Ack, I meant Omphalos.

  36. #36 Mustafa Mond, FCD
    December 7, 2006
  37. #37 James Ogilvie
    December 11, 2006

    Mahlon Marr says:

    “Either the universe was created by a super-powerful being, or it came into existence spontaneously. There is no scientific theory or evidence available that can even begin to account for either possibility.
    .
    So, scientifically, philosophically and reasonably speaking, the odds for the existence of God are an undeniable 50-50. Throw in some slight scientific evidence from the argument for intelligent design (which brought the atheist/physicist Fred Hoyle to state that the existence of God is “almost beyond question”) and make it a 50.1 to 49.9 advantage for God.”

    Marr is missing the point entirely. He is attributing equal possibilities to each of the two hypotheses he suggests. However, his logic is demonstrably flawed:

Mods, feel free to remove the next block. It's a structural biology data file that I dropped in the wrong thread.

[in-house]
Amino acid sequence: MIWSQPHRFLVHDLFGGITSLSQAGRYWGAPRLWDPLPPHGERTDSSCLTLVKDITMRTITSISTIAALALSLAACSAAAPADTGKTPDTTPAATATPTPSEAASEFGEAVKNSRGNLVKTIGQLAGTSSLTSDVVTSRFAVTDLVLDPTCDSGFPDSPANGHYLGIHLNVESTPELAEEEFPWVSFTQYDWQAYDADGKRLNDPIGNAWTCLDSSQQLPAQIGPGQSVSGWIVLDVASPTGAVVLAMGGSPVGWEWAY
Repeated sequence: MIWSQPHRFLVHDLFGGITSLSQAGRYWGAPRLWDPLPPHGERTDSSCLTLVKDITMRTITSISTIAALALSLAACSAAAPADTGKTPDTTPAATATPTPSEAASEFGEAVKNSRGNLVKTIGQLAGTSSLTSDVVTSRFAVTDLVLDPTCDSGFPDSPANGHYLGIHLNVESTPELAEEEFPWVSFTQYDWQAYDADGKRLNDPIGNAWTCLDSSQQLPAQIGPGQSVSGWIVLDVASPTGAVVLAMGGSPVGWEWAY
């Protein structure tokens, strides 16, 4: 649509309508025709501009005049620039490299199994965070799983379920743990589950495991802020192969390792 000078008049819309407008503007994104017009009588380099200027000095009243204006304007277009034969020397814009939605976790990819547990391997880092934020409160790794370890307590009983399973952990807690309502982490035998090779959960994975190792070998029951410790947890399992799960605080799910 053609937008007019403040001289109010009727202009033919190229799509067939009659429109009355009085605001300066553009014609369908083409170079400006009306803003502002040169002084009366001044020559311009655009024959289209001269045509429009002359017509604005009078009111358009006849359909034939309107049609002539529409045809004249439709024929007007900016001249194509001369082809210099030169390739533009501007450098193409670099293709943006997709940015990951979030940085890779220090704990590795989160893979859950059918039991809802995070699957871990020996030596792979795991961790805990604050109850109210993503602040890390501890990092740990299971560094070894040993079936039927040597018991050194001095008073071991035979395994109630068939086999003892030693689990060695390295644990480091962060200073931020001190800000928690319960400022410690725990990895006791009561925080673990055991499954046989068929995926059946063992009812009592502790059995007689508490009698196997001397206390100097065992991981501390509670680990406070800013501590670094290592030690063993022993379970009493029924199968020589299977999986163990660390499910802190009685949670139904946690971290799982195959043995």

Firstly he makes the baseless assumption that there are only two possible hypotheses to be considered.

    Secondly, he asserts that the first hypothesis (God), which by lack of any empirical evidence in its favour must be judged under the rules of this type of argument as an abstract philosophical construct, is equal in terms of possibility to the alternative hypothesis (spontaneous existence), which of course has plenty of empirical evidence to suggest itself to us.

    He then presumes to weight the argument in favour of his preferred outcome (God) by citing undisclosed “evidence” from the ID set (who use the same flawed logic of attempting to use our current lack of understanding of something as evidence that it must be designed by another sentient entity). I won’t make comment on the arbitrary 0.1 percent increase in probability he generously awards God on the basis of this “evidence”, save to point out that he does.